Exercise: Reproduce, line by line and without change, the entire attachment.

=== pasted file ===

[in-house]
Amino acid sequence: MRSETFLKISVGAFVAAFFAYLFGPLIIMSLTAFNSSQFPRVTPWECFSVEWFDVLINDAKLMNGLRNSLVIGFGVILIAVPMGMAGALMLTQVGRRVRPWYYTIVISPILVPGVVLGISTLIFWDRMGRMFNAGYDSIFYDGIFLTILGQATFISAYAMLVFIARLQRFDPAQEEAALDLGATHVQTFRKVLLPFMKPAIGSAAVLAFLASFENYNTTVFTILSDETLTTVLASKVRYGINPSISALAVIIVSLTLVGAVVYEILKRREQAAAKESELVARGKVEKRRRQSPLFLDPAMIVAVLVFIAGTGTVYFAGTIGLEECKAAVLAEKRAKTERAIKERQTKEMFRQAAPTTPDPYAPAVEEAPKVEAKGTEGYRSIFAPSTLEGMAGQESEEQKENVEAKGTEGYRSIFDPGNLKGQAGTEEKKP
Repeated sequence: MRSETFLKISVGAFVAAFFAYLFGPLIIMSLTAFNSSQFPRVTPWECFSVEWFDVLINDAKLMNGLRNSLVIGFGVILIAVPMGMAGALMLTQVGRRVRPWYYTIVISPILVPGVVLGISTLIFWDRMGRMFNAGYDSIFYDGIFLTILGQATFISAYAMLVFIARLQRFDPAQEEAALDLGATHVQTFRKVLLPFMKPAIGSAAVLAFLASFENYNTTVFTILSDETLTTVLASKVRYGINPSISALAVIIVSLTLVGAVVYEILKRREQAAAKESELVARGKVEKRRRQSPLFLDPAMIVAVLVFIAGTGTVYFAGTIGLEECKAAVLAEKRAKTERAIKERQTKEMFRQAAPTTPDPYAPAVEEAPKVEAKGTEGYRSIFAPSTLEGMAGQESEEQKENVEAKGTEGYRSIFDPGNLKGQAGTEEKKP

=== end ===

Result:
[in-house]
Amino acid sequence: MRSETFLKISVGAFVAAFFAYLFGPLIIMSLTAFNSSQFPRVTPWECFSVEWFDVLINDAKLMNGLRNSLVIGFGVILIAVPMGMAGALMLTQVGRRVRPWYYTIVISPILVPGVVLGISTLIFWDRMGRMFNAGYDSIFYDGIFLTILGQATFISAYAMLVFIARLQRFDPAQEEAALDLGATHVQTFRKVLLPFMKPAIGSAAVLAFLASFENYNTTVFTILSDETLTTVLASKVRYGINPSISALAVIIVSLTLVGAVVYEILKRREQAAAKESELVARGKVEKRRRQSPLFLDPAMIVAVLVFIAGTGTVYFAGTIGLEECKAAVLAEKRAKTERAIKERQTKEMFRQAAPTTPDPYAPAVEEAPKVEAKGTEGYRSIFAPSTLEGMAGQESEEQKENVEAKGTEGYRSIFDPGNLKGQAGTEEKKP
Repeated sequence: MRSETFLKISVGAFVAAFFAYLFGPLIIMSLTAFNSSQFPRVTPWECFSVEWFDVLINDAKLMNGLRNSLVIGFGVILIAVPMGMAGALMLTQVGRRVRPWYYTIVISPILVPGVVLGISTLIFWDRMGRMFNAGYDSIFYDGIFLTILGQATFISAYAMLVFIARLQRFDPAQEEAALDLGATHVQTFRKVLLPFMKPAIGSAAVLAFLASFENYNTTVFTILSDETLTTVLASKVRYGINPSISALAVIIVSLTLVGAVVYEILKRREQAAAKESELVARGKVEKRRRQSPLFLDPAMIVAVLVFIAGTGTVYFAGTIGLEECKAAVLAEKRAKTERAIKERQTKEMFRQAAPTTPDPYAPAVEEAPKVEAKGTEGYRSIFAPSTLEGMAGQESEEQKENVEAKGTEGYRSIFDPGNLKGQAGTEEKKP